“It’s not one guy sneaking away with one bike from one garage,” he says. “These fuckers have trucks now.”
In Boulder, bike theft, including burglaries and individual theft, spiked by 46 percent in 2020. In any normal year, around 700 bikes are reported stolen to BPD. Last year, though, it was over 1,000, adding up to a total of $1.57 million in stolen property, according to police. That is particularly disconcerting, since it’s estimated less than 25 percent of stolen bikes get reported to police.
Things are getting better in Boulder, though, according to Officer Tujillo.
“We’ve seen a 35 percent decrease between January 1 and September 30,” Officer Trujillo says, adding that since 2018 they’ve seen a 26 percent decrease. This year, Officer Trujillo says, they’ve only had 541 bikes reported stolen in thefts and burglaries so far.
And the smash-and-grab burglaries have virtually ceased in Boulder, Officer Trujillo says.
That’s all been accomplished through a combination of education campaigns on securely locking bikes, cooperation with local bike shops, and a registration program BPD has initiated in partnership with Hance’s nonprofit.
BPD, CUPD and local bike shops have all partnered with Bike Index to help curb the number one problem in recovering stolen bikes—few are registered to their owners. In fact, Officer Trujillo says only three out of 10 bikes recovered by BPD are registered.
Boosting that number is Bike Index’s whole mission, Hance says. The non-profit has helped recover over $13 million worth of cycles stolen from both shops and individuals since it launched in 2013. BPD now encourages residents to register their bikes with Bike Index because it’s a national registry and not just local to Boulder. So if a Bike Index registered bike is stolen, there’s a much higher chance it will be found, even if it’s moved elsewhere. Boulder Police now distribute weather-resistant, eco-friendly information cards on improperly secured bikes that encourage people to register their bikes with Bike Index. The cards also offer friendly instructions on how to lock a bike properly and even offer a 20 percent discount on a u-lock at participating Boulder bikes stores.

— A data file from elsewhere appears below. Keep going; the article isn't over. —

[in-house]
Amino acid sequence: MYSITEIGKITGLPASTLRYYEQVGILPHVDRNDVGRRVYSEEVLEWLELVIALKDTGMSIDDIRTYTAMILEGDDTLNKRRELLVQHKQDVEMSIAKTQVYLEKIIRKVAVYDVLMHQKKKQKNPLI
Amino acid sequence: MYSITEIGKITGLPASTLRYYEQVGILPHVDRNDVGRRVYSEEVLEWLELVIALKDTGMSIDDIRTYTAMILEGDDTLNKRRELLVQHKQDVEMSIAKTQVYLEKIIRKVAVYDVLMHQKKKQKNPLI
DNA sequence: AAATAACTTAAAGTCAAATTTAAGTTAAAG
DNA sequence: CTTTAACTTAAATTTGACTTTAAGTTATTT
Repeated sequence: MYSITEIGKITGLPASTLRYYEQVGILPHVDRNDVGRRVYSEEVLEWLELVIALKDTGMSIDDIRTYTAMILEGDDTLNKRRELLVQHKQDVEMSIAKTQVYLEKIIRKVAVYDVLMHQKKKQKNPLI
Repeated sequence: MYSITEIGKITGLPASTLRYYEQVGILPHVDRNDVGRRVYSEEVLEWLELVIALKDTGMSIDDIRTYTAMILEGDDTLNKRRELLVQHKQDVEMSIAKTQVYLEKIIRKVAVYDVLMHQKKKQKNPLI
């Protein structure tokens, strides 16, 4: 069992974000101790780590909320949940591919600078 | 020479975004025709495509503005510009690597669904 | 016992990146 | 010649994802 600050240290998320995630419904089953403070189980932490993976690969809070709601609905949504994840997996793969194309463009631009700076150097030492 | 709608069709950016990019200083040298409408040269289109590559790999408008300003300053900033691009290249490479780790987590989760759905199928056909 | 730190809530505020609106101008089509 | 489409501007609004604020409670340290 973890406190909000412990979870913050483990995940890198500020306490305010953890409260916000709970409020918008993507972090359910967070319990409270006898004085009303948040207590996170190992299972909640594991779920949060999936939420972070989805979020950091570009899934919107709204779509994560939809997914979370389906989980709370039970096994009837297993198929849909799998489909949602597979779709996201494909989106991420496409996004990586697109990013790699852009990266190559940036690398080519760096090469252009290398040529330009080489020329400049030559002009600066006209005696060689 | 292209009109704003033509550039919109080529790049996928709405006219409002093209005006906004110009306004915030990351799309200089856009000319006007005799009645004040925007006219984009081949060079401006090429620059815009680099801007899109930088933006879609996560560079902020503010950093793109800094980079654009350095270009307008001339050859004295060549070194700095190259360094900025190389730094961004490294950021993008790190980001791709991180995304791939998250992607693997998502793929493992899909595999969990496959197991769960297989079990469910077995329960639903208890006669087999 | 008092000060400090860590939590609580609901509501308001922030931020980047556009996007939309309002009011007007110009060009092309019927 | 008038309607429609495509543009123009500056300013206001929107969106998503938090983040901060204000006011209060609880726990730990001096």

“We have made a dent in recovering [bikes] locally with our program, and we really, really want to get people to register their bikes,” says Sergeant Brannon Winn with BPD. “It’s incredibly frustrating because we see all these abandoned bicycles or bikes that look like they’re in chop shops . . . we think they’re stolen. We have reason to believe they’re stolen. But if we can’t prove that they’re stolen, there’s literally nothing we can do about it.”
Registration solves that problem. When police discover a cache of stolen bikes, or a chop shop where they’re being stripped or retrofitted for resale, if the bikes are registered, police can reunite them with their owners fairly easily. If not, however, it’s almost impossible.
BPD is also implementing a “bait bike” system, planting unlocked bikes around town to tempt and track individual thieves who steal them.
On the smash-and-grab burglary front, Officer Trujillo says BPD has worked with local bike shops to help identify security weaknesses and “target harden” their businesses. They encouraged mechanical tweaks such as lighting changes, security camera system upgrades, and shatter-resistant window films, and procedural changes like locking all of the bikes up after closing, to slow a potential robbery.
“We’re seeing a huge decline in the number of reports, and I really do think it’s because of our efforts and the help that we’ve been getting from the community,” he says.